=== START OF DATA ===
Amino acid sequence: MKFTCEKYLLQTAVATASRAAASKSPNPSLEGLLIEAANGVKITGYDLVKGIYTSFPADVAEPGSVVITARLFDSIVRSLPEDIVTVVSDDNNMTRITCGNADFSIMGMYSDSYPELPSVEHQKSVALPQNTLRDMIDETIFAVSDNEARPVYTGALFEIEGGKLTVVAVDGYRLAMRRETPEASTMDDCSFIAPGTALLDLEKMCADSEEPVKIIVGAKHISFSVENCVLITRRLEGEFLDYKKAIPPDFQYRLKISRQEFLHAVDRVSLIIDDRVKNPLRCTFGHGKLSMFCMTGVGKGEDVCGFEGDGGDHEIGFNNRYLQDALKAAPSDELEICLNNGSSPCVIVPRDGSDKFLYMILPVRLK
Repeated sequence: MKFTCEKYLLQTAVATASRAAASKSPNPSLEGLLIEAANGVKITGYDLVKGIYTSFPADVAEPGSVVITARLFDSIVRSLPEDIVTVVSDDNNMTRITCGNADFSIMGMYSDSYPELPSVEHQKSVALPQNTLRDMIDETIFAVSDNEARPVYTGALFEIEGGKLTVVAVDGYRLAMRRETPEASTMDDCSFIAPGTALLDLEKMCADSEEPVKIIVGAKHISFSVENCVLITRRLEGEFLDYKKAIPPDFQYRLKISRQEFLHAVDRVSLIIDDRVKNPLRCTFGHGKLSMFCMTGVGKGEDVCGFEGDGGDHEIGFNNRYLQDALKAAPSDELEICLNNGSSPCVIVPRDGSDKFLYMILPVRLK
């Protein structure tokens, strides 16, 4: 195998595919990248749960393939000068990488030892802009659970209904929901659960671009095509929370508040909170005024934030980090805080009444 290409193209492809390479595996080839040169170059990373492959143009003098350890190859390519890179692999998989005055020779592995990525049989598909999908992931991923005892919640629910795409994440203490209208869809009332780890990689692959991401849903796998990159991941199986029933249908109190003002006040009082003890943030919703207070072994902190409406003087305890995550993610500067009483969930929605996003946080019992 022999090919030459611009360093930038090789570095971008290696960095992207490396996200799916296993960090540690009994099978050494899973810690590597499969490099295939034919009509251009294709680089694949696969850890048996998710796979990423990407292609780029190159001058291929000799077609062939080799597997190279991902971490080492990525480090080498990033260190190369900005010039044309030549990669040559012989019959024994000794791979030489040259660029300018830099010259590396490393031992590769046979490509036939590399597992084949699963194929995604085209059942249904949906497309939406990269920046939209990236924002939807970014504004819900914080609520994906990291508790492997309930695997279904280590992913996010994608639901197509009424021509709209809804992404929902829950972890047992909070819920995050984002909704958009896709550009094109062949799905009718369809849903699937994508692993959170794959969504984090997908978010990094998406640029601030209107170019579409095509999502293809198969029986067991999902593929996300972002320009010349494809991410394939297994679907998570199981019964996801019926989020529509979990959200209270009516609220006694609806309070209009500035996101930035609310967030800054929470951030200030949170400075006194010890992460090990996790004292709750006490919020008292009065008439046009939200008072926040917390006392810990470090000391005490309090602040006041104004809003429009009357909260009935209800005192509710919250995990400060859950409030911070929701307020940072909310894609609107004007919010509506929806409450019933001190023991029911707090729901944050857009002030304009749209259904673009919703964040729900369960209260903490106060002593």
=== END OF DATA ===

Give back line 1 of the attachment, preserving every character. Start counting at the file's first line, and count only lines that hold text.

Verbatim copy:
Amino acid sequence: MKFTCEKYLLQTAVATASRAAASKSPNPSLEGLLIEAANGVKITGYDLVKGIYTSFPADVAEPGSVVITARLFDSIVRSLPEDIVTVVSDDNNMTRITCGNADFSIMGMYSDSYPELPSVEHQKSVALPQNTLRDMIDETIFAVSDNEARPVYTGALFEIEGGKLTVVAVDGYRLAMRRETPEASTMDDCSFIAPGTALLDLEKMCADSEEPVKIIVGAKHISFSVENCVLITRRLEGEFLDYKKAIPPDFQYRLKISRQEFLHAVDRVSLIIDDRVKNPLRCTFGHGKLSMFCMTGVGKGEDVCGFEGDGGDHEIGFNNRYLQDALKAAPSDELEICLNNGSSPCVIVPRDGSDKFLYMILPVRLK